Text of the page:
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  • Print publication year: 2008
  • Online publication date: August 2009

14 - Integrating theory, practice and economics in psychopharmacology


Critiques and reservations regarding the role and contribution of psychotropic agents in the care of psychiatric patients notwithstanding (Moncrieff, 2001; Healy, 2002), there is little doubt that the advent of modern psychopharmacology in the 1950s has vastly and profoundly altered the landscape of psychiatry. Phenothiazines and related compounds in the past half century have enabled millions of severely mentally ill patients to escape the fate of lifelong confinement. “Antidepressants” and mood stabilizers, equally serendipitously discovered around the same time, often effectively, and at times truly miraculously, lifted millions from various forms of misery. Together they also helped to change (albeit not fast enough and still a long way to go) the public's perception of the mentally ill as well as the professions charged with their care, helping to destigmatize behavioral and emotional problems. Irrespective of the extent of their therapeutic effects, the fact that simple chemical compounds could so profoundly alter behavior was itself inspiring for a new generation of scientists, who helped to usher in a new era of intensive research for the biological substrates of psychiatric phenomena, resulting in the blossoming of biological psychiatry and neuroscience in the last few decades (Carlsson, 1988; Bloom & Kupfer, 1995).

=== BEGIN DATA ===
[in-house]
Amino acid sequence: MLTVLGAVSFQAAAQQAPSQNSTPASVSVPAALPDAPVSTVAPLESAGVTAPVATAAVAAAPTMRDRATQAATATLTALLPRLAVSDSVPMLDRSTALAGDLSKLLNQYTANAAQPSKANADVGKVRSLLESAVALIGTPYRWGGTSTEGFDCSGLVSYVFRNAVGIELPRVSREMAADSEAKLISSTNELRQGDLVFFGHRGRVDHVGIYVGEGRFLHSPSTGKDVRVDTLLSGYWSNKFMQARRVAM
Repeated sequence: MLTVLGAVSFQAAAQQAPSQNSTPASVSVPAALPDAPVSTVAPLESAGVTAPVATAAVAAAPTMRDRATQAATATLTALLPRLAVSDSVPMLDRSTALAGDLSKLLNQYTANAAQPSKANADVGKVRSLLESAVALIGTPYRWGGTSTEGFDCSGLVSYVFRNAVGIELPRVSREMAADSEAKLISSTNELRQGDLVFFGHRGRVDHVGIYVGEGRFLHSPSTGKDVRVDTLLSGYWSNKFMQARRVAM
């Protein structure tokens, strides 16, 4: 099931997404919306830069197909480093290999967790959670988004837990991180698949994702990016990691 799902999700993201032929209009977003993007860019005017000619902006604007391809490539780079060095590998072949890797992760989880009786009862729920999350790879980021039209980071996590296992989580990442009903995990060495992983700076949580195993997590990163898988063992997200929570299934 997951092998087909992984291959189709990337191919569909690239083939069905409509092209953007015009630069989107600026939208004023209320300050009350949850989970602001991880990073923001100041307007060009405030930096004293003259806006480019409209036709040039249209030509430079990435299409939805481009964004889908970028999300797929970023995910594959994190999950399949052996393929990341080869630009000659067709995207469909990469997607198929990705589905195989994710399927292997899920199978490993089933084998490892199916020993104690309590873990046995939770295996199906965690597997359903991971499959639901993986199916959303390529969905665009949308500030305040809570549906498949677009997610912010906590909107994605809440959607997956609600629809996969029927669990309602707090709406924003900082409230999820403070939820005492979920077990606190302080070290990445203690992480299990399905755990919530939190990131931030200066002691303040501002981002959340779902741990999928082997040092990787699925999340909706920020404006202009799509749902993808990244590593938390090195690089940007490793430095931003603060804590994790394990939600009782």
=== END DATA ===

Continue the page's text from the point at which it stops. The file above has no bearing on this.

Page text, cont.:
To be sure, examined at closer range, the effect of this “paradigm shift” on the profession and for society is far more complex and nuanced. Advances on the biological front not infrequently have been regarded as threats for our field's expertise in the psychosocial domains.

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